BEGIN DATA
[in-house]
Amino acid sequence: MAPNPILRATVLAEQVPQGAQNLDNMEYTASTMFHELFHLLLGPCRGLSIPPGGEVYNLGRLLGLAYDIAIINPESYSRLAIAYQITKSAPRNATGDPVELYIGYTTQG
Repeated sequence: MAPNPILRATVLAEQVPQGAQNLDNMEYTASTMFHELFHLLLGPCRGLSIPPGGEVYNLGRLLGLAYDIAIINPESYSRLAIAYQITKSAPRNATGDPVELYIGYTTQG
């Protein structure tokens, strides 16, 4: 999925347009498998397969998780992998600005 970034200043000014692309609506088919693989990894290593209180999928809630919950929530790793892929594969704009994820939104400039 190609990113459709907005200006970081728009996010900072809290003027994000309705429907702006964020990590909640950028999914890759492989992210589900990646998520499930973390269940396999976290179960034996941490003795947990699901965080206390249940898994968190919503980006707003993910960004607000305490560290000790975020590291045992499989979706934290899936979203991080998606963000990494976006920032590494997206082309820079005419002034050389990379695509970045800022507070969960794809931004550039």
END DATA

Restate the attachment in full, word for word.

[in-house]
Amino acid sequence: MAPNPILRATVLAEQVPQGAQNLDNMEYTASTMFHELFHLLLGPCRGLSIPPGGEVYNLGRLLGLAYDIAIINPESYSRLAIAYQITKSAPRNATGDPVELYIGYTTQG
Repeated sequence: MAPNPILRATVLAEQVPQGAQNLDNMEYTASTMFHELFHLLLGPCRGLSIPPGGEVYNLGRLLGLAYDIAIINPESYSRLAIAYQITKSAPRNATGDPVELYIGYTTQG
């Protein structure tokens, strides 16, 4: 999925347009498998397969998780992998600005 970034200043000014692309609506088919693989990894290593209180999928809630919950929530790793892929594969704009994820939104400039 190609990113459709907005200006970081728009996010900072809290003027994000309705429907702006964020990590909640950028999914890759492989992210589900990646998520499930973390269940396999976290179960034996941490003795947990699901965080206390249940898994968190919503980006707003993910960004607000305490560290000790975020590291045992499989979706934290899936979203991080998606963000990494976006920032590494997206082309820079005419002034050389990379695509970045800022507070969960794809931004550039």